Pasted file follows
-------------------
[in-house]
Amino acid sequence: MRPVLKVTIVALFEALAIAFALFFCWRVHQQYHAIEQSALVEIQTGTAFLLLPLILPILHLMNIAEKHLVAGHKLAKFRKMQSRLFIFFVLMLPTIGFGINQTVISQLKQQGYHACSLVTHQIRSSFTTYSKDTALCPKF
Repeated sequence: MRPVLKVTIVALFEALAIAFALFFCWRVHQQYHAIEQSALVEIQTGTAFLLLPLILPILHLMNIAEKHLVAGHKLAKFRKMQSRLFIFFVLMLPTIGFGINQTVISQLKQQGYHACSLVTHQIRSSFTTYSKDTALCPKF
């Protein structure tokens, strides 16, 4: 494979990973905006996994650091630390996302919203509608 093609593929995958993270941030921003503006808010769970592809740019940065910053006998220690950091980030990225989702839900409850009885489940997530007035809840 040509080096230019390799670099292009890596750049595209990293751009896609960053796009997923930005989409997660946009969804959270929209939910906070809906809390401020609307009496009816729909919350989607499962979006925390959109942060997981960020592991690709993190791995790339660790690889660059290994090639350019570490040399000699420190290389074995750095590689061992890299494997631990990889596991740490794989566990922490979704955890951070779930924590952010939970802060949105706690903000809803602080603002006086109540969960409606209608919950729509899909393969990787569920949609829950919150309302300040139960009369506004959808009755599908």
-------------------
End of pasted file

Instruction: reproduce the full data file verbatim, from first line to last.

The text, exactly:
[in-house]
Amino acid sequence: MRPVLKVTIVALFEALAIAFALFFCWRVHQQYHAIEQSALVEIQTGTAFLLLPLILPILHLMNIAEKHLVAGHKLAKFRKMQSRLFIFFVLMLPTIGFGINQTVISQLKQQGYHACSLVTHQIRSSFTTYSKDTALCPKF
Repeated sequence: MRPVLKVTIVALFEALAIAFALFFCWRVHQQYHAIEQSALVEIQTGTAFLLLPLILPILHLMNIAEKHLVAGHKLAKFRKMQSRLFIFFVLMLPTIGFGINQTVISQLKQQGYHACSLVTHQIRSSFTTYSKDTALCPKF
């Protein structure tokens, strides 16, 4: 494979990973905006996994650091630390996302919203509608 093609593929995958993270941030921003503006808010769970592809740019940065910053006998220690950091980030990225989702839900409850009885489940997530007035809840 040509080096230019390799670099292009890596750049595209990293751009896609960053796009997923930005989409997660946009969804959270929209939910906070809906809390401020609307009496009816729909919350989607499962979006925390959109942060997981960020592991690709993190791995790339660790690889660059290994090639350019570490040399000699420190290389074995750095590689061992890299494997631990990889596991740490794989566990922490979704955890951070779930924590952010939970802060949105706690903000809803602080603002006086109540969960409606209608919950729509899909393969990787569920949609829950919150309302300040139960009369506004959808009755599908």